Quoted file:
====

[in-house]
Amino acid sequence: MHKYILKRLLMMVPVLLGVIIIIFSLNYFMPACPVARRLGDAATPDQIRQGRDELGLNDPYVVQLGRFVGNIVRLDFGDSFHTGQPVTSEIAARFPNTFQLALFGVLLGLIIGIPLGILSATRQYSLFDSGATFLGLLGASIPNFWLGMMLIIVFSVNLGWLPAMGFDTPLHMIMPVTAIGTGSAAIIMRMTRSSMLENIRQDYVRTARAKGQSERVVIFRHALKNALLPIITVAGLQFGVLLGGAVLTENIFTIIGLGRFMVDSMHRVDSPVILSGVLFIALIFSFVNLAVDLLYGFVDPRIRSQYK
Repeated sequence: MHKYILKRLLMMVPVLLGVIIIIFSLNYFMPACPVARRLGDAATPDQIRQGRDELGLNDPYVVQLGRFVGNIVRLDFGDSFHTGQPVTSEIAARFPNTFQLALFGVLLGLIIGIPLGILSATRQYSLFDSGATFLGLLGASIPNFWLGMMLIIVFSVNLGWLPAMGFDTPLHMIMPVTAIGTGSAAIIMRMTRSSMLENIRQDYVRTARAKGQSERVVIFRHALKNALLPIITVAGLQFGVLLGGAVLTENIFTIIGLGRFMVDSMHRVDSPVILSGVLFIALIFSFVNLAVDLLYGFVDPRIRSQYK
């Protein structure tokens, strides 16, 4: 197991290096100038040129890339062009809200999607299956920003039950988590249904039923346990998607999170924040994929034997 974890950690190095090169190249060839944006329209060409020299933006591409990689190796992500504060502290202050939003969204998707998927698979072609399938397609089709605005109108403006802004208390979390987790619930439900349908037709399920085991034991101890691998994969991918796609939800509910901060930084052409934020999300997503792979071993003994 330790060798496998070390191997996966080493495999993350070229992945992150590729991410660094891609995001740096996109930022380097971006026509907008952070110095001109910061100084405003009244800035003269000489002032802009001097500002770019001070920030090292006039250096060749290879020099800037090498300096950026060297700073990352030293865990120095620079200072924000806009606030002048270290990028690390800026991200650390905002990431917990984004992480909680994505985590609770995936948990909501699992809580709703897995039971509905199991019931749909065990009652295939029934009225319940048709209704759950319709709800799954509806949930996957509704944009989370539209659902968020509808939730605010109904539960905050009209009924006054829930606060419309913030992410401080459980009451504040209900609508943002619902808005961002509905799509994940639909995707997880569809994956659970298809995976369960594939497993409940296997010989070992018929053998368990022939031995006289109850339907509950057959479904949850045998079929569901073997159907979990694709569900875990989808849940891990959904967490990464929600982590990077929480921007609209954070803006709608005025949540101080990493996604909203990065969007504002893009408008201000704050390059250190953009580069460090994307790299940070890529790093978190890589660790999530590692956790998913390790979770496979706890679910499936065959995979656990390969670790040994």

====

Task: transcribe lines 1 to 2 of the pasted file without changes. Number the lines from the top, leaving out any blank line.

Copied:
[in-house]
Amino acid sequence: MHKYILKRLLMMVPVLLGVIIIIFSLNYFMPACPVARRLGDAATPDQIRQGRDELGLNDPYVVQLGRFVGNIVRLDFGDSFHTGQPVTSEIAARFPNTFQLALFGVLLGLIIGIPLGILSATRQYSLFDSGATFLGLLGASIPNFWLGMMLIIVFSVNLGWLPAMGFDTPLHMIMPVTAIGTGSAAIIMRMTRSSMLENIRQDYVRTARAKGQSERVVIFRHALKNALLPIITVAGLQFGVLLGGAVLTENIFTIIGLGRFMVDSMHRVDSPVILSGVLFIALIFSFVNLAVDLLYGFVDPRIRSQYK